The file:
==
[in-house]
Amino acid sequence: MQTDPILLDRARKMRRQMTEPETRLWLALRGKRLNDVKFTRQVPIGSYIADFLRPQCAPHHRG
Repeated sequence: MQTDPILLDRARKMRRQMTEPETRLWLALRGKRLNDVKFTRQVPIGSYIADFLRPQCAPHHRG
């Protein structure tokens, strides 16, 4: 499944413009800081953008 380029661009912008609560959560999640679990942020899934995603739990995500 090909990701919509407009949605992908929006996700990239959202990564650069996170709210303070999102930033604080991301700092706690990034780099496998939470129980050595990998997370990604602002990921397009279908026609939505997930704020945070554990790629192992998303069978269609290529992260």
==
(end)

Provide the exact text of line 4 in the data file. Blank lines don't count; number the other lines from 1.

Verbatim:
């Protein structure tokens, strides 16, 4: 499944413009800081953008 380029661009912008609560959560999640679990942020899934995603739990995500 090909990701919509407009949605992908929006996700990239959202990564650069996170709210303070999102930033604080991301700092706690990034780099496998939470129980050595990998997370990604602002990921397009279908026609939505997930704020945070554990790629192992998303069978269609290529992260």